Penn State Football - Will NOT refund seat contributions for 2020 if fans ask for a refund...

mnsportsgeek

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Must be nice to have the luxury of a STH waitlist. You get to make these choices when there is a line of people waiting to buy tickets.

The angry fans don't have a leg to stand on here legally. They're forced donations. Not tickets.
If you're angry enough then cancel your tickets and let the next person in line take them.
 

A_Slab_of_Bacon

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Must be nice to have the luxury of a STH waitlist. You get to make these choices when there is a line of people waiting to buy tickets.

The angry fans don't have a leg to stand on here legally. They're forced donations. Not tickets.
If you're angry enough then cancel your tickets and let the next person in line take them.
Oh I duno if the idea of a required donation means you can keep it for sure.

You can call something anything you want on paper, courts might see it as something else. There's no magic word there.
 

hello-world

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Must be nice to have the luxury of a STH waitlist. You get to make these choices when there is a line of people waiting to buy tickets.

The angry fans don't have a leg to stand on here legally. They're forced donations. Not tickets.
If you're angry enough then cancel your tickets and let the next person in line take them.
I'm not a lawyer. However, two parties agreed to exchange money for a service. One party collected the money and refused to provide the service. They are wide open to a lawsuit. It doesn't matter how that payment is classified for tax purposes.

You can't keep money for a service that you didn't provide.
 

Ski U Master

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I'm not a lawyer. However, two parties agreed to exchange money for a service. One party collected the money and refused to provide the service. They are wide open to a lawsuit. It doesn't matter how that payment is classified for tax purposes.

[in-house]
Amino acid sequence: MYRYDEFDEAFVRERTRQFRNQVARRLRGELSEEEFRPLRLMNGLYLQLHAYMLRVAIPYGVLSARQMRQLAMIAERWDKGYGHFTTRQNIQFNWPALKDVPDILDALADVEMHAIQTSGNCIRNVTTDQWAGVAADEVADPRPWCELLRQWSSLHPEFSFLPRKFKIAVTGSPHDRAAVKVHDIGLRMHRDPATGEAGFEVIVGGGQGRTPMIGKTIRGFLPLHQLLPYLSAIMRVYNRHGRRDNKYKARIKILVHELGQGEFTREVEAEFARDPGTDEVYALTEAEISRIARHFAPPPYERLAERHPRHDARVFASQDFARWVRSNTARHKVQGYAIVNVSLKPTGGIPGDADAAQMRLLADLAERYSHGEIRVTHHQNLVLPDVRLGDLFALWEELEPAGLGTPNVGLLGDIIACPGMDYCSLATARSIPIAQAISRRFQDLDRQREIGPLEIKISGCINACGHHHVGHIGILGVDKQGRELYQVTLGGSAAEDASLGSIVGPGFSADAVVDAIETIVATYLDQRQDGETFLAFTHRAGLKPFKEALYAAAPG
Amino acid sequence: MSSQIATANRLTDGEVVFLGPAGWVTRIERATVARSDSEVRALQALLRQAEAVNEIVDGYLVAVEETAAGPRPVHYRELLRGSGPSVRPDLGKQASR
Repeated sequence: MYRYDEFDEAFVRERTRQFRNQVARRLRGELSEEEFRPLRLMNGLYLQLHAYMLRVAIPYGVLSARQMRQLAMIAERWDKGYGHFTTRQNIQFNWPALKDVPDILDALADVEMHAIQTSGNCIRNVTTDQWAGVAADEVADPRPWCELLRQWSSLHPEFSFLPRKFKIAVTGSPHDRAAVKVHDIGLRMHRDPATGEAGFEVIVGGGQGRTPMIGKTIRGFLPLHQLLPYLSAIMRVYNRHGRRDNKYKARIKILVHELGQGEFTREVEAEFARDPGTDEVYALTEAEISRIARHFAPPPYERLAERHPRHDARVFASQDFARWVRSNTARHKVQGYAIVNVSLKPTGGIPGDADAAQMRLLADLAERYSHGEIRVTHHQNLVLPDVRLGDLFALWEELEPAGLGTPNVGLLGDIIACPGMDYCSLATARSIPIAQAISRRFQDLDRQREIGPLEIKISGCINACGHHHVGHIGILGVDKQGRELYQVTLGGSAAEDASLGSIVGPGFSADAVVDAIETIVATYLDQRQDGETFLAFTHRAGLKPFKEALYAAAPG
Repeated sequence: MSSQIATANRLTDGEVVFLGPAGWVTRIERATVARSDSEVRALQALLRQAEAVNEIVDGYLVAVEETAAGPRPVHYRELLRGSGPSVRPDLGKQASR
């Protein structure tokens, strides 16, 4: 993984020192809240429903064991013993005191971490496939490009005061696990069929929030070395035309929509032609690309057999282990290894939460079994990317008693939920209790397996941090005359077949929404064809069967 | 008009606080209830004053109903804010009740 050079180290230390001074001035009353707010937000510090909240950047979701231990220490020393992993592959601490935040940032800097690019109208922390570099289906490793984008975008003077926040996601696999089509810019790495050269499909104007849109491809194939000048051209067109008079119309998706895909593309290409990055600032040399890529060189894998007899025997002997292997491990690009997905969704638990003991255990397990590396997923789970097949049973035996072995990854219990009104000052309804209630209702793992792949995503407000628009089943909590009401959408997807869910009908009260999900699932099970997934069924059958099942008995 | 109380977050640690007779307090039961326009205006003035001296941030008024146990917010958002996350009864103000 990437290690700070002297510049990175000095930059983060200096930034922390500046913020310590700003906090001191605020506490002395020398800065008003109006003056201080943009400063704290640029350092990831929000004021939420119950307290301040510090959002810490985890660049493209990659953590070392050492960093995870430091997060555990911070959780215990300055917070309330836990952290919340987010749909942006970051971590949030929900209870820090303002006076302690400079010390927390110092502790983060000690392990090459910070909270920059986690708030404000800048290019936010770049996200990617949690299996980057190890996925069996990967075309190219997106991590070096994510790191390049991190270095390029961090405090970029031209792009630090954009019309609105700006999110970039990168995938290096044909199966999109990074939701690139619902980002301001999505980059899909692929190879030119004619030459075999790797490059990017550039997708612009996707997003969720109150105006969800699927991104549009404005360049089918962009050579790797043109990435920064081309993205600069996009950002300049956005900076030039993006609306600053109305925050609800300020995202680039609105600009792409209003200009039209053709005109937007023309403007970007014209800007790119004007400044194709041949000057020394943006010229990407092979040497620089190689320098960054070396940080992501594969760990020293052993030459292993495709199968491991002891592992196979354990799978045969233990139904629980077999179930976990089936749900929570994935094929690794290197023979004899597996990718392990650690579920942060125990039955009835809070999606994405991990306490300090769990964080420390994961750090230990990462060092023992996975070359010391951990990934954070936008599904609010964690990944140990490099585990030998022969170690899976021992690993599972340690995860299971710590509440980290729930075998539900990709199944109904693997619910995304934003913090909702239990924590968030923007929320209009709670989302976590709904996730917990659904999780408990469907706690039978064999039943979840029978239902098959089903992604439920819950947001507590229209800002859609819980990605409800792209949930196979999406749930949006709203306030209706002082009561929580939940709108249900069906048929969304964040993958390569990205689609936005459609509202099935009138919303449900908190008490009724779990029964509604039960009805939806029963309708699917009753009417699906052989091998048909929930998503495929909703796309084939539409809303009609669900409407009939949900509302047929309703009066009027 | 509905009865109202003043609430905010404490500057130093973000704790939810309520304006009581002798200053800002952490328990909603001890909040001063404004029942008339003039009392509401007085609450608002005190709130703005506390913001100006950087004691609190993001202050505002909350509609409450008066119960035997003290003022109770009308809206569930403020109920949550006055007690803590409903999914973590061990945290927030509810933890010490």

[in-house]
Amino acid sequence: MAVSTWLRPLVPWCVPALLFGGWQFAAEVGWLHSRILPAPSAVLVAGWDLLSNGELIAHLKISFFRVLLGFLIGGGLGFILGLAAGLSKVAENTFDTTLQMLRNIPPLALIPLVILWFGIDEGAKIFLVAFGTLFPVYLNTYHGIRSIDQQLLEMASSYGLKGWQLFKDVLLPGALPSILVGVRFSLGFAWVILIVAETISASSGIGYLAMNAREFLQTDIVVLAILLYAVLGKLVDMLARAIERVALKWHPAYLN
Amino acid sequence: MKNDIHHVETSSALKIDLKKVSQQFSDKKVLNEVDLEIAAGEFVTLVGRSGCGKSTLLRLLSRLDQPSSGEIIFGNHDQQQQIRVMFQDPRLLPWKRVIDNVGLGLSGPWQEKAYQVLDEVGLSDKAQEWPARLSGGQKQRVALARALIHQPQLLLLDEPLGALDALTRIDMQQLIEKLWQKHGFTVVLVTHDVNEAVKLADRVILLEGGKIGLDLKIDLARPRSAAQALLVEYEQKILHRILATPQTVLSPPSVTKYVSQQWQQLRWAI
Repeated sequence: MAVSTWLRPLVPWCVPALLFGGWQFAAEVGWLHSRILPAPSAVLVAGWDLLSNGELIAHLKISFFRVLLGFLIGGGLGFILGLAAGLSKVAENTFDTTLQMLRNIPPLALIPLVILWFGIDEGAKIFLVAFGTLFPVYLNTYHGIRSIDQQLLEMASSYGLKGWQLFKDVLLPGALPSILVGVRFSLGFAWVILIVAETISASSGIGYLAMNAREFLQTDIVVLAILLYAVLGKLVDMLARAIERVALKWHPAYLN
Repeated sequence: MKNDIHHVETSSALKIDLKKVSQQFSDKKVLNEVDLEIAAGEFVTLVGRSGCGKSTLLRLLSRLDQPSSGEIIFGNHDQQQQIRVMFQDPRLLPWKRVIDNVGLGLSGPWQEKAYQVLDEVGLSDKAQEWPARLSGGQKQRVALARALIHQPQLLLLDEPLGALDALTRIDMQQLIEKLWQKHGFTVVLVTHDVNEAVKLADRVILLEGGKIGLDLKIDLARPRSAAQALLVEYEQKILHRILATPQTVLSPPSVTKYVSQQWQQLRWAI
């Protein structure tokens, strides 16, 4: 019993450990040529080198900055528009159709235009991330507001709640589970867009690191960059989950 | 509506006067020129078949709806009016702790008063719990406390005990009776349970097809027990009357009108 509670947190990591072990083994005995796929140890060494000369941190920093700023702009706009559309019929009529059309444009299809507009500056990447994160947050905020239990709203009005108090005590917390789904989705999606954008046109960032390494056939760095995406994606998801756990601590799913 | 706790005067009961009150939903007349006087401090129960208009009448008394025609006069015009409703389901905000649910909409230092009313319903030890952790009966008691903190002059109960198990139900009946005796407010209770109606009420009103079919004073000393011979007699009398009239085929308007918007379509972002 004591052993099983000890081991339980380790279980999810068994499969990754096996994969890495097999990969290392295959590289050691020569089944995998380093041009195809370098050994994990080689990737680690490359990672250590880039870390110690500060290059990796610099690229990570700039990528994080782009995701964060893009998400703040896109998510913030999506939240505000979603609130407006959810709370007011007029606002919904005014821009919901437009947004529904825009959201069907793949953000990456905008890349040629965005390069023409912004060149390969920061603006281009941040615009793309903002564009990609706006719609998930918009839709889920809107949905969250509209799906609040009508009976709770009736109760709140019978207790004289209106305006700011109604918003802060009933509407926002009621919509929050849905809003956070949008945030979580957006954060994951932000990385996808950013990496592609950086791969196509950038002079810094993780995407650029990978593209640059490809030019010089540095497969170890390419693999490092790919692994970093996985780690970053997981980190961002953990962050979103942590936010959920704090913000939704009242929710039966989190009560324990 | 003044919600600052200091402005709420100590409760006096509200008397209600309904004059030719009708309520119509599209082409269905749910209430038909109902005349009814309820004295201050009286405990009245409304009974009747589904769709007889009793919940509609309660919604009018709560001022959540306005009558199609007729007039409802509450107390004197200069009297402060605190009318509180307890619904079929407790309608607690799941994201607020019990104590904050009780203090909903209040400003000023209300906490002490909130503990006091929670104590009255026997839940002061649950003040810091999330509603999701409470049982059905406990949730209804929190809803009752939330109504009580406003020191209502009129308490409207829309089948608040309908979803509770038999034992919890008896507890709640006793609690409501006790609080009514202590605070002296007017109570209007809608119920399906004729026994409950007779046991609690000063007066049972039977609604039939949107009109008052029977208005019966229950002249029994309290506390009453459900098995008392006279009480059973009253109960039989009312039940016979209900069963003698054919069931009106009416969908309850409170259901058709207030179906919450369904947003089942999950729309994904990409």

You can't keep money for a service that you didn't provide.
No no no, you don't understand, that donation has noting to do with the tickets. It's just a nice donation with no bearing on a tangible product. Also student athletes are just normal students that happen to play sports and would be attending the school even if they weren't talented at sport.
/s
 

mnsportsgeek

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No no no, you don't understand, that donation has noting to do with the tickets. It's just a nice donation with no bearing on a tangible product. Also student athletes are just normal students that happen to play sports and would be attending the school even if they weren't talented at sport.
/s
You don’t need the /s for your first two sentences because you’re exactly right. You’re making a donation to the athletic department for the privilege of buying season tickets. You can bet Vikings season ticket holders aren’t getting a refund on their seat license, and those aren’t even tax deductible.

I’ve always thought these seat donations were a farse, but somehow they’ve stuck around.
 

mnsportsgeek

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I'm not a lawyer. However, two parties agreed to exchange money for a service. One party collected the money and refused to provide the service. They are wide open to a lawsuit. It doesn't matter how that payment is classified for tax purposes.

You can't keep money for a service that you didn't provide.